Investigation: Governments Used Private Israeli Spyware to Hack Journalists’ and Activists’ Phones

Governments around the world used military-grade spyware developed by an Israeli firm for tracking terrorists to hack journalists, activists, business executives, and even two women close to murdered Saudi journalist Jamal Khashoggi, The Washington Post reports.

Forbidden Stories, a French-based journalism nonprofit, and the human rights group Amnesty International obtained access to a list of 50,000 phone numbers concentrated in countries who are clients of the Israeli firm NSO Group and shared it with more than a dozen media outlets who investigated the list.

Reporters were able to identify more than 1,000 people based in 50 different countries as being among those who may have been hacked using the spyware. The list included multiple heads of state and members of the Saudi royal family, 189 journalists, 600 politicians and government officials, 85 human rights activists, and 65 business executives.

The journalists on the list included those working overseas for outlets like CNN, Associated Press, The New York Times, and Bloomberg as well as international reporters from Al Jazeera, the Financial Times, and Le Monde.

A forensic analysis of 37 smartphones found that they showed signs of hacking that correlated with the list.

Terrorist tracking app?:

The investigation appears to undermine claims by NSO, which has billed the software as a tool to track terrorists and criminals.

The company said prior to the report that the investigation’s findings were exaggerated and baseless but said it has “no insight” into how its clients use the software.

“The company cares about journalists and activists and civil society in general,” NSO CEO Shalev Hulio told the Post. “We understand that in some circumstances our customers might misuse the system and, in some cases like we reported in [NSO’s] Transparency and Responsibility Report, we have shut down systems for customers who have misused the system.”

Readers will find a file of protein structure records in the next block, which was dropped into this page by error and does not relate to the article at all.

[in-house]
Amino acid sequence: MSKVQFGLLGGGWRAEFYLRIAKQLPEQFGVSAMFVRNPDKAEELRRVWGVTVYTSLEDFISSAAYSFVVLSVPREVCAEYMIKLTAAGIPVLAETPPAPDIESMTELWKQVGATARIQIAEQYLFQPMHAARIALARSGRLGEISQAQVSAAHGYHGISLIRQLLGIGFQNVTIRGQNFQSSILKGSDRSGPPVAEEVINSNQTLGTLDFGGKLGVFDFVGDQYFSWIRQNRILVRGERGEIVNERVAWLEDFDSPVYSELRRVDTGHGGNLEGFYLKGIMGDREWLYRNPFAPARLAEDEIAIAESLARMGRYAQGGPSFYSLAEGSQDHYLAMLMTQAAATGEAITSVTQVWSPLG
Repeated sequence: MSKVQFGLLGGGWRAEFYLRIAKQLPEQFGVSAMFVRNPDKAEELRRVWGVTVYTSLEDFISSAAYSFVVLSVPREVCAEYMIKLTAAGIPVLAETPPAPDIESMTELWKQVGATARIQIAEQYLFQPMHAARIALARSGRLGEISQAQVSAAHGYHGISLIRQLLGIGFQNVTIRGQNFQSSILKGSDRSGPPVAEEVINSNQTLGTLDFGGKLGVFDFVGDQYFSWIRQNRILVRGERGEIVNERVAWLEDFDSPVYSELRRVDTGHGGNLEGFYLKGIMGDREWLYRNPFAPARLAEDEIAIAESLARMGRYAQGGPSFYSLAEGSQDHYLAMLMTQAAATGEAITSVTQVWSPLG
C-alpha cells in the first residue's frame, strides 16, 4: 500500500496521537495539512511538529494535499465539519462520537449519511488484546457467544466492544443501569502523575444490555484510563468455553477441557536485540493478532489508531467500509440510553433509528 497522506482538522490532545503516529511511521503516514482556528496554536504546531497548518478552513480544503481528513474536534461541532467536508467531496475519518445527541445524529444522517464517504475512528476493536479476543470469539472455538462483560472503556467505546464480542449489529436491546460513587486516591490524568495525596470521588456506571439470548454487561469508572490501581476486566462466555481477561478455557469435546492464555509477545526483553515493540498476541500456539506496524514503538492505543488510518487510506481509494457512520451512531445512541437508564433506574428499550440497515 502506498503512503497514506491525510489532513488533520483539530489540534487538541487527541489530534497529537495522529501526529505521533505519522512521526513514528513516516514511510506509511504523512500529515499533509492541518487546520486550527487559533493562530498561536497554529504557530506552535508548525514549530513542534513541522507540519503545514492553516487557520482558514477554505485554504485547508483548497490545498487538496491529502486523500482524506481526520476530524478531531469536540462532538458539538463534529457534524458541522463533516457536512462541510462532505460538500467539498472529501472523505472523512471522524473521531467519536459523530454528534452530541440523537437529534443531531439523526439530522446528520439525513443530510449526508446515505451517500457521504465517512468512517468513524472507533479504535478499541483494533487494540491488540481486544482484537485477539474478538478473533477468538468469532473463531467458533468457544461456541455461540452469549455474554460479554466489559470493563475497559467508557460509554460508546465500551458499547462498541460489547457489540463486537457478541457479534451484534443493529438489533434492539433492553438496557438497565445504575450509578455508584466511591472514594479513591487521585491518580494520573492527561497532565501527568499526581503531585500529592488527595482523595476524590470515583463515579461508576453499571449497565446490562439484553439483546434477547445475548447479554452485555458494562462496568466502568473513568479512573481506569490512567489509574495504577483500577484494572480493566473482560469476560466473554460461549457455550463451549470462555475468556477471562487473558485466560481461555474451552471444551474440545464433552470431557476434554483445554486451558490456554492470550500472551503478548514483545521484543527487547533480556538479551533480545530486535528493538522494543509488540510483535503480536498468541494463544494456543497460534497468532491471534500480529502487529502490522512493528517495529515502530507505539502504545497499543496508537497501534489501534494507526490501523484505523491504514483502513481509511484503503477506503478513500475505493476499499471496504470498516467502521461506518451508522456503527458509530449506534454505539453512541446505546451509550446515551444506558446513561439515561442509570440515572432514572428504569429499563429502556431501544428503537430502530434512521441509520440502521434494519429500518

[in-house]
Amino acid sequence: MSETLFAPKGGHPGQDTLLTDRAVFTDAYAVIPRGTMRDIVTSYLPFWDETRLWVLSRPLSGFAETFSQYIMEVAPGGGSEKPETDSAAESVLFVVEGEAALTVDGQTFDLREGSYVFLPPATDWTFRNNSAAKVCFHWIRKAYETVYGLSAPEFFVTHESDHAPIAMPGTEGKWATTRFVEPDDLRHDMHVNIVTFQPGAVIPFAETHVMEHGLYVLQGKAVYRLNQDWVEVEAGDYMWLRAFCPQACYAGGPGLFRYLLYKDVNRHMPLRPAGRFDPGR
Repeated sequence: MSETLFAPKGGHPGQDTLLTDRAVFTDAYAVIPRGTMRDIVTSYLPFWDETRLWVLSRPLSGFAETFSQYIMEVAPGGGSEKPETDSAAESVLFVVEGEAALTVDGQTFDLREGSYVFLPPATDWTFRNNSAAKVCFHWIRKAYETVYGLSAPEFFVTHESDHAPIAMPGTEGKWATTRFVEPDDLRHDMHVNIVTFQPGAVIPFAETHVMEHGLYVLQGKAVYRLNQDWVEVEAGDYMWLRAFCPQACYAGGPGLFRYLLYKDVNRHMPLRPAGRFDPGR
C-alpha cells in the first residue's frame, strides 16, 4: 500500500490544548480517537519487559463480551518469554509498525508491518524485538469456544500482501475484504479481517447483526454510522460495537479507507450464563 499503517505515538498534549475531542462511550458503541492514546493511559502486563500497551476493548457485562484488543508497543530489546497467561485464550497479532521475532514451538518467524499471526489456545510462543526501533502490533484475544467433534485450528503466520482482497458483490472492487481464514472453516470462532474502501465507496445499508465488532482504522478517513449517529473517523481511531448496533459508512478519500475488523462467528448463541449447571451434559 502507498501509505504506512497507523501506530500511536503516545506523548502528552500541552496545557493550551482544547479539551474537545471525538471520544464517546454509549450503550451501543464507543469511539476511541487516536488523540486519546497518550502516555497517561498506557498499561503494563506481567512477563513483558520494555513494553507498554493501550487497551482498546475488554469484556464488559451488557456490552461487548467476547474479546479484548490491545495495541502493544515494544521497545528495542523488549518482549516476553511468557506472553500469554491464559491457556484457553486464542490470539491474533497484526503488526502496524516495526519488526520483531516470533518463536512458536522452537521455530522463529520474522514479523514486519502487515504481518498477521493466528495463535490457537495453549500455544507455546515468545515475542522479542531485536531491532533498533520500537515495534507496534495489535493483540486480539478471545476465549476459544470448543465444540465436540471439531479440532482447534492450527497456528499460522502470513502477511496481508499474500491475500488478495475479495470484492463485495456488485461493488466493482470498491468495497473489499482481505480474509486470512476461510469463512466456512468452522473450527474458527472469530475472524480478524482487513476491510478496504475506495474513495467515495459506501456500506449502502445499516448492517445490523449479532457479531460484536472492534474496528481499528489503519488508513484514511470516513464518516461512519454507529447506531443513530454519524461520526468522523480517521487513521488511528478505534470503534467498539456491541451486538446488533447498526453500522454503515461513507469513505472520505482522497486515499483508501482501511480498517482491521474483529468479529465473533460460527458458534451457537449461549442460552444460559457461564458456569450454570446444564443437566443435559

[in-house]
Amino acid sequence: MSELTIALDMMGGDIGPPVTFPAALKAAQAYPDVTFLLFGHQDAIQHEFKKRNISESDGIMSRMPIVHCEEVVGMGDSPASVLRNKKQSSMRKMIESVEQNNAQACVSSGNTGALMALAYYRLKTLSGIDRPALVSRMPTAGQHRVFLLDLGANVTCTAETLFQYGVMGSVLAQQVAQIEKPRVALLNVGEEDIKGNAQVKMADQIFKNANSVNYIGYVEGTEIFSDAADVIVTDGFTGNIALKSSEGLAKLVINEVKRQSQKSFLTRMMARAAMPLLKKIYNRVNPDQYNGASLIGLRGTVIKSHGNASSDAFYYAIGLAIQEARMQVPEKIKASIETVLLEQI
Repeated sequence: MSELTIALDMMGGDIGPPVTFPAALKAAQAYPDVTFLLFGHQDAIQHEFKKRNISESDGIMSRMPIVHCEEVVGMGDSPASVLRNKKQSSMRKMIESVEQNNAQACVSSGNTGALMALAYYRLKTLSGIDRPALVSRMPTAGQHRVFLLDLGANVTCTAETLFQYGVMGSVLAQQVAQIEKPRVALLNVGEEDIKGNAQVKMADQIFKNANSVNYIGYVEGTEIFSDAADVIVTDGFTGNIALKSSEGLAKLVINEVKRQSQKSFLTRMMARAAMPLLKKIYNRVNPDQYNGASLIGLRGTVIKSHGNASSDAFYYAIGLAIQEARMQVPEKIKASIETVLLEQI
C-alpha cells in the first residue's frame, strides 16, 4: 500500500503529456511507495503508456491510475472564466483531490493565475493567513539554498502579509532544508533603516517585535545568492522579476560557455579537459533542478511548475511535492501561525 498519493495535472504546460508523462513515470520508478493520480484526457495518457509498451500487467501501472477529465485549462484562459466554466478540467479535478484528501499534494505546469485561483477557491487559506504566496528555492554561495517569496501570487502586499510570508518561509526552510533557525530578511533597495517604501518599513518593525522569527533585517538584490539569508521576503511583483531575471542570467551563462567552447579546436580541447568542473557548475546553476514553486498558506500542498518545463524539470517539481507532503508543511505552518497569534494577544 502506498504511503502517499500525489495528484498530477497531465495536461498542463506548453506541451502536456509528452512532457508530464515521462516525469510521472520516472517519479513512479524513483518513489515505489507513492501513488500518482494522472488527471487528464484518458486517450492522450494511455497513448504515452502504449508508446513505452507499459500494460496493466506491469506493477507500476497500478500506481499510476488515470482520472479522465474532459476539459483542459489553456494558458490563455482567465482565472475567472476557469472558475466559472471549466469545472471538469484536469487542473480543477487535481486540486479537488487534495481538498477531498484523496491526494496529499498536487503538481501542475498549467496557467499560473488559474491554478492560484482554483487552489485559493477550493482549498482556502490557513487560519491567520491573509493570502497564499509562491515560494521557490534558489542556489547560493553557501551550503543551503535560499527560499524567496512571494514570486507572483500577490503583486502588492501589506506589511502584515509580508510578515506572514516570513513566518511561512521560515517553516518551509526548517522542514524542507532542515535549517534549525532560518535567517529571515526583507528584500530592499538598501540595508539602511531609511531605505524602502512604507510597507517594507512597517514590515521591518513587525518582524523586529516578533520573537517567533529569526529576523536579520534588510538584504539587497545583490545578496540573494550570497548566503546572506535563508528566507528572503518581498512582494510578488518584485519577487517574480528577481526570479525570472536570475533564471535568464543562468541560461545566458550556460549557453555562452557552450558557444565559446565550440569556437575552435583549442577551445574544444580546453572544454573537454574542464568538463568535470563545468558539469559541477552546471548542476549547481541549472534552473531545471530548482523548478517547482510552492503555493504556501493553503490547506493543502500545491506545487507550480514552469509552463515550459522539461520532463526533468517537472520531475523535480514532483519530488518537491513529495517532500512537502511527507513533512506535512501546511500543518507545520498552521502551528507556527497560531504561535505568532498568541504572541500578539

He said that two contracts in the past year were terminated due to suspected human rights abuses.

“Every allegation about misuse of the system is concerning me,” he said. “It violates the trust that we give customers. We are investigating every allegation.”

NSO says its clients are 60 intelligence, military, and law enforcement agencies in 40 countries. The company keeps its client list secret but the investigation found phone numbers clusters in 10 countries believed to be NSO clients: Azerbaijan, Bahrain, Hungary, India, Kazakhstan, Mexico, Morocco, Rwanda, Saudi Arabia and the United Arab Emirates.

Mexico leads in spying:

The largest number of phone numbers from the list were in Mexico. At least 15,000 Mexican numbers were on the list, including those belonging to lawmakers, union officials, journalists, and government critics.

Many were also in the Middle East, including Qatar, the UAE, Bahrain, and Yemen.

European governments appear to also be spying. The list included more than 1,000 French numbers and hundreds based in Hungary, including journalists and media moguls.

“This is nasty software — like eloquently nasty,” Timothy Summers, a former cybersecurity engineer at a U.S. intelligence agency, told the Post. With it “one could spy on almost the entire world population. … There’s not anything wrong with building technologies that allows you to collect data; it’s necessary sometimes. But humanity is not in a place where we can have that much power just accessible to anybody.”


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